I wonder if Eli will grow up with a different understanding of disability?  Hopefully, he won’t have his feeding tube for many months so that will not be his point of reference; however, seeing his grandfather unable to care for himself and learning that special consideration is needed for him, will that make him view others in their wheelchairs as “normal” like his granddad? I hope so.  I hope that his exposure to caregiving from being around us will make being around others with disabilities something he just accepts as a different normal.  I hope when he looks back on his childhood, as I did above, he will remember the funny stories of meeting the challenges associated with the disabilities and be amazed at how well the disabled adapt to their worlds.  I also hope that he will be able to help others understand wheelchair etiquette and learn to view the surroundings for obstacles that make participation by the disabled a greater challenge…and assist in removing those obstacles.
I fully believe that God puts people and experiences in our lives to prepare us for situations in the future; sometimes to help others but also sometimes to help us.  Eli will have skills for caregiving and compassion that he would not have if his granddad was not in a wheelchair. Perhaps God is using Lynn to show Eli a way of life that He will ask him to incorporate later into one of His missions for him.  It’s a nice way of viewing Lynn’s disability as having a greater purpose for the good of others.

Accepting What You Grow Up With Read More »

Just Say "No"?

I have never been one to find it easy to say, “no.”  I’m a people pleaser, I guess, but I find delight in making others happy and I enjoy helping people.  However, I guess for my own sake, and, maybe sometimes even for theirs, I should learn to say ‘no’ but how do you know when it’s the right time to do that?  Here’s some examples of times I’ve found it hard to say ‘no’ to Lynn.
When Lynn got his “back pay” from Social Security.
As is true for everyone, it took us long time to get social security benefits.  We had to wait until we could go before a judge who could see for himself that Lynn was totally disabled. So when he got his check, it was rather sizable.  At that time, he had not been in a wheelchair very long and still had good use of both arms.  Lynn loves to surf fish and he was looking ahead to vacation.  He wanted a way to still be able to surf fish and wondered if there was such a thing as a 4-wheel drive wheelchair.  He did some research and found just what he was looking for…in South Africa.  It could go over sand, climb steps, elevate his seat so he could look over things, had headlights, a horn, ahh…it was cool.  It gave him hope that he could continue to do what he enjoyed most in life for leisure time–fish.  But it was VERY expensive!  It would wipe out all the back pay if he bought it.  He really wanted it. To him it was a symbol that his disability would not wipe out his ability to have fun.  It represented freedom and gave him the feeling of being in control and out-smarting MS.  However, he felt guilty about using all that money for a toy.  He looked to me for permission to buy it.  What did I say?  “Yes,” of course.  How could I take away his hope? It was, after all, his money and not money we had already been counting on to pay bills (though secretly, I had several credit cards I wanted to pay off that I had run up with costs associated with his care). But, the main reason was I just could not take away his hope.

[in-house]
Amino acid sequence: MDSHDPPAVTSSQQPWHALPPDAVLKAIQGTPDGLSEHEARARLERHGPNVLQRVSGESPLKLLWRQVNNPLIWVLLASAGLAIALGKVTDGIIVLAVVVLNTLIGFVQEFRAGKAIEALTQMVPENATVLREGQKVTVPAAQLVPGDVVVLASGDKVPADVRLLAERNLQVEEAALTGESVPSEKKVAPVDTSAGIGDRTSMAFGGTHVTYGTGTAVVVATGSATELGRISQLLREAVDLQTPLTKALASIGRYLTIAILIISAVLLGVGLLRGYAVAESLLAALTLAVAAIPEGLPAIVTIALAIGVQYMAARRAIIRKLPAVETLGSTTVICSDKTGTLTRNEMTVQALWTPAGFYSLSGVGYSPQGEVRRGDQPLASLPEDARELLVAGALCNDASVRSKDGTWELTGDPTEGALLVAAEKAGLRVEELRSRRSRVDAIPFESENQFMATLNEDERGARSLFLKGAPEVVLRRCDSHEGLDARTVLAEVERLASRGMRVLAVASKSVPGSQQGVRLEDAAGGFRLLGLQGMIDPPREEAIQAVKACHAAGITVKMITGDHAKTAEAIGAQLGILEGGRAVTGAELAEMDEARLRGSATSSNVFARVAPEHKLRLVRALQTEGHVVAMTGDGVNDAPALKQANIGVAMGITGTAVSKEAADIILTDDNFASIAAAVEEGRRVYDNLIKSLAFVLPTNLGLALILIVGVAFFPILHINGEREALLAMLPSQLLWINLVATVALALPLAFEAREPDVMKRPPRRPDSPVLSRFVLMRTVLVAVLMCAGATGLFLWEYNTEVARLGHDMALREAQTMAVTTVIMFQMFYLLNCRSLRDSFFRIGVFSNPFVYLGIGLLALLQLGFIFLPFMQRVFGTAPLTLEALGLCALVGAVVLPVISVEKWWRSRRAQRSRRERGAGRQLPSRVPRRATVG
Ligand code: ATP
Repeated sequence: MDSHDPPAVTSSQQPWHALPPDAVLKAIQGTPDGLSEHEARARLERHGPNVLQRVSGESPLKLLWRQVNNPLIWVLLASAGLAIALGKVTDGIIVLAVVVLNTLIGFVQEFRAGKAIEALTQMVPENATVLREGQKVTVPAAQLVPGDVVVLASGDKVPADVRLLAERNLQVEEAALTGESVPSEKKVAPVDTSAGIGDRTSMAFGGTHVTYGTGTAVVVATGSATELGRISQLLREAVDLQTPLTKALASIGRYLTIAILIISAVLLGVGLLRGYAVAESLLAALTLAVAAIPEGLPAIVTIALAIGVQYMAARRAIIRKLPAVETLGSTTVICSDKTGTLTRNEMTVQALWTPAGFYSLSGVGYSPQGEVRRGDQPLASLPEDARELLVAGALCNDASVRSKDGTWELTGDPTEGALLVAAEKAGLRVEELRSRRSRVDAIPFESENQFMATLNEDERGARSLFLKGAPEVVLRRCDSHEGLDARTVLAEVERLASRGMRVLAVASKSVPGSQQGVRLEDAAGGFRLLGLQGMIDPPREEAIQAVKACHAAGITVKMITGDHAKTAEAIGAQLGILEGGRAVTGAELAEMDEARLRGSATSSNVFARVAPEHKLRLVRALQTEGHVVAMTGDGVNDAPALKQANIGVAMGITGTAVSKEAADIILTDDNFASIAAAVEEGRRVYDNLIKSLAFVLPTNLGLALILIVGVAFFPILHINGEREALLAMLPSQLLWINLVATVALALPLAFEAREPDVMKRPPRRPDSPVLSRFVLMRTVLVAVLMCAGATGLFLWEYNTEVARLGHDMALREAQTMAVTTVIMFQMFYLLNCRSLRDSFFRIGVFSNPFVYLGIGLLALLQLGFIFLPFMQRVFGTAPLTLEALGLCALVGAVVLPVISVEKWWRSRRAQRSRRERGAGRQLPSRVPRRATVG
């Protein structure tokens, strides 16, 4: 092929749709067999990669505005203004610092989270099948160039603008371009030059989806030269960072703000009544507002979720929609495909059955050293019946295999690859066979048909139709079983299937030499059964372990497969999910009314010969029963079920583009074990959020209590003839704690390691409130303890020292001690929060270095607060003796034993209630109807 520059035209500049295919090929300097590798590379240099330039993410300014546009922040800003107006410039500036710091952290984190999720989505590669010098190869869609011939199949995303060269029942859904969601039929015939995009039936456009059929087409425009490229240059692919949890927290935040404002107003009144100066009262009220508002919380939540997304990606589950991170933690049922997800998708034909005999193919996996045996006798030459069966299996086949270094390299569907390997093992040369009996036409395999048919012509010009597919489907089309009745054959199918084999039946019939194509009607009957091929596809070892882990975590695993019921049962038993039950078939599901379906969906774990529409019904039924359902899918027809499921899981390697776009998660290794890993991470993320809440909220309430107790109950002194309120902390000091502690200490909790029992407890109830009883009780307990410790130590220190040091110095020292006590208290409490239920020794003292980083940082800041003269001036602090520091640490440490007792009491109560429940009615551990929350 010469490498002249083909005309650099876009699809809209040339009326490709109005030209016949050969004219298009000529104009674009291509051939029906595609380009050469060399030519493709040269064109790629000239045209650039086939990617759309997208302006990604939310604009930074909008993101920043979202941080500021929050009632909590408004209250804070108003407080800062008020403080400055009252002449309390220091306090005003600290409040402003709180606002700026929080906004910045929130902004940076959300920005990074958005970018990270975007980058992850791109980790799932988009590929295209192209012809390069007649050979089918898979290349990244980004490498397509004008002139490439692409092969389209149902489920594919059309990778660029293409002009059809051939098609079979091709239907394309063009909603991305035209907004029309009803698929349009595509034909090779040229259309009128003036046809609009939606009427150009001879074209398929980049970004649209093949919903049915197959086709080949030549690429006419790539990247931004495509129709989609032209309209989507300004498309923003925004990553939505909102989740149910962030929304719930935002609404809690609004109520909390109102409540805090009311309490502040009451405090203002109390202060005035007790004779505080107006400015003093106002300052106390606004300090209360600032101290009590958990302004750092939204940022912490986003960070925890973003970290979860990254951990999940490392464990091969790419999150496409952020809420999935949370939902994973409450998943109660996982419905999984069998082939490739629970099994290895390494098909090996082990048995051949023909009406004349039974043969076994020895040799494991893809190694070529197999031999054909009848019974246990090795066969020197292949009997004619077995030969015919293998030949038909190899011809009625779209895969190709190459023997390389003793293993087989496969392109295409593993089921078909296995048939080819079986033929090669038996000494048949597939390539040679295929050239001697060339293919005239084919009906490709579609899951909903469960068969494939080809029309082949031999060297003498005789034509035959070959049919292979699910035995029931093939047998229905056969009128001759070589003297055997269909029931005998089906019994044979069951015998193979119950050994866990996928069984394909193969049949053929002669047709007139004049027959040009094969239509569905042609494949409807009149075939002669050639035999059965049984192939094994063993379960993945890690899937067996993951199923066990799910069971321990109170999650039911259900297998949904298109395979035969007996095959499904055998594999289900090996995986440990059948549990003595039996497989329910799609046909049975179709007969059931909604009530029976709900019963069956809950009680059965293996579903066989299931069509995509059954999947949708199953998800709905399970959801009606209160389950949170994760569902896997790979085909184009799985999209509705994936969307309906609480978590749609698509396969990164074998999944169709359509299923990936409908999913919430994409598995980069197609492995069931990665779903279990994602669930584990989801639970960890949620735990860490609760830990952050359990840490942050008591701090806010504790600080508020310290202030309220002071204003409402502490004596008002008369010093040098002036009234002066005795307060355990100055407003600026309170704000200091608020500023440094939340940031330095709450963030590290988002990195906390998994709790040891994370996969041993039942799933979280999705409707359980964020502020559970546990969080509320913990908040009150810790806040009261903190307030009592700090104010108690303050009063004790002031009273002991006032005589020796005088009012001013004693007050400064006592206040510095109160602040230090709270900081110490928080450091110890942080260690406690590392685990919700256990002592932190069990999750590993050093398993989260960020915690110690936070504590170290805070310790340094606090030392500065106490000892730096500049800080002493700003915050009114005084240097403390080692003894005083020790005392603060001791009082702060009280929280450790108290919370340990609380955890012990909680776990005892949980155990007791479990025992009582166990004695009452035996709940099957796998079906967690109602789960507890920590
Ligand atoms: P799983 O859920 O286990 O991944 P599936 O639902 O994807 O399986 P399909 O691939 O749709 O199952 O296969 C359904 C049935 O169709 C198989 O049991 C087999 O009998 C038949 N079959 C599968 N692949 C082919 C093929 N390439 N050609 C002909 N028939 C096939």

Was that the right decision? Yes for his mental health; no for our finances.  To this day, that machine has not worked.  We took it on one vacation and it would not move in the sand. We  sent the motor back to South Africa in March of this year and have yet to get it back.  Right now it’s a huge obstacle in my living room that has no motor and cannot function at all.  Had I known this, I would have said ‘no’ but not knowing this, his hope was more important to me than the cost.  Therefore, I still think it was the right decision because having hope when you are disabled is essential to life.
Purchasing a New Lift Device
Once again I’m faced with whether to say ‘no’ or participate in hope and once again, I’m going with hope.  Lynn wants very much to stand and if possible to walk, again.  Who wouldn’t want that?  He’s convinced that if he works his muscles well enough that he will be able to do so and that it is not the MS that has caused him not to be able to stand but the deconditioning he experienced when he was hospitalized two years ago for so long.  The doctors can’t say for sure though they believe that progression of his MS is the reason for his immobility.  However, with the change in his diet to following the Terry Wahl MS diet and his dedication to exercise, he truly is moving more than he has in years. Who’s  to say that he could not eventually stand if he was able to recondition all the necessary muscles?
The problem with reconditioning muscles necessary for standing is that there are so many of them.  Doing exercises to isolate one muscle group at a time requires considerably more energy than he has available.  Therefore, once again he has done his research and identified a device that will help him stand with assistance.  It’s called a Rifton TRAM. It allows the caregiver to put a saddle under the hips of the patient and gradually lift them to a standing position.  With the saddle in place, they have support in the amount needed to bear weight.  The advantage of this is that by bearing weight, he can activate more muscle groups plus the stress on the bones, makes the bones stronger.  Osteoporosis sets in when there is no stress to the bone and that causes bone deterioration which makes the person more susceptible to fractures.  So by using the TRAM not only could he strengthen muscles to stand on his own but could help prevent future bone fractures.